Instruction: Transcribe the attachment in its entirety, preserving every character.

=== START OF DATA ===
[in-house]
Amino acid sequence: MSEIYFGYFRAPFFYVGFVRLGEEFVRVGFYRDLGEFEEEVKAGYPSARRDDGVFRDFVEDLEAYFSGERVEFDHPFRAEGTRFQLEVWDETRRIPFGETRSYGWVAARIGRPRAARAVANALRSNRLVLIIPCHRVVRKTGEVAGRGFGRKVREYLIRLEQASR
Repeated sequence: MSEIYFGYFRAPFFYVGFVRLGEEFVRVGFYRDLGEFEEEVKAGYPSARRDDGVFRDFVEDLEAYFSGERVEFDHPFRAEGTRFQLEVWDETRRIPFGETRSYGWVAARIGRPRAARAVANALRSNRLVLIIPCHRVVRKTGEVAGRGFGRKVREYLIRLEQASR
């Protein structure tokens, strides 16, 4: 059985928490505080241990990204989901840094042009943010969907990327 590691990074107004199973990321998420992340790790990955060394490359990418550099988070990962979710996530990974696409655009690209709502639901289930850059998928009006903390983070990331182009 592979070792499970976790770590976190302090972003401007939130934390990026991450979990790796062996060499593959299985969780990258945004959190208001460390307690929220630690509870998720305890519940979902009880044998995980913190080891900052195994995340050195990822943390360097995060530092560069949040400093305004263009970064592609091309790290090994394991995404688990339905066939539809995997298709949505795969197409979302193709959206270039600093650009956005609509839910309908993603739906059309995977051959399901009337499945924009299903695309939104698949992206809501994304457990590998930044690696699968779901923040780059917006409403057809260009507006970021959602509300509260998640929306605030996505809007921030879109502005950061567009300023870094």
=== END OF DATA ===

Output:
[in-house]
Amino acid sequence: MSEIYFGYFRAPFFYVGFVRLGEEFVRVGFYRDLGEFEEEVKAGYPSARRDDGVFRDFVEDLEAYFSGERVEFDHPFRAEGTRFQLEVWDETRRIPFGETRSYGWVAARIGRPRAARAVANALRSNRLVLIIPCHRVVRKTGEVAGRGFGRKVREYLIRLEQASR
Repeated sequence: MSEIYFGYFRAPFFYVGFVRLGEEFVRVGFYRDLGEFEEEVKAGYPSARRDDGVFRDFVEDLEAYFSGERVEFDHPFRAEGTRFQLEVWDETRRIPFGETRSYGWVAARIGRPRAARAVANALRSNRLVLIIPCHRVVRKTGEVAGRGFGRKVREYLIRLEQASR
């Protein structure tokens, strides 16, 4: 059985928490505080241990990204989901840094042009943010969907990327 590691990074107004199973990321998420992340790790990955060394490359990418550099988070990962979710996530990974696409655009690209709502639901289930850059998928009006903390983070990331182009 592979070792499970976790770590976190302090972003401007939130934390990026991450979990790796062996060499593959299985969780990258945004959190208001460390307690929220630690509870998720305890519940979902009880044998995980913190080891900052195994995340050195990822943390360097995060530092560069949040400093305004263009970064592609091309790290090994394991995404688990339905066939539809995997298709949505795969197409979302193709959206270039600093650009956005609509839910309908993603739906059309995977051959399901009337499945924009299903695309939104698949992206809501994304457990590998930044690696699968779901923040780059917006409403057809260009507006970021959602509300509260998640929306605030996505809007921030879109502005950061567009300023870094």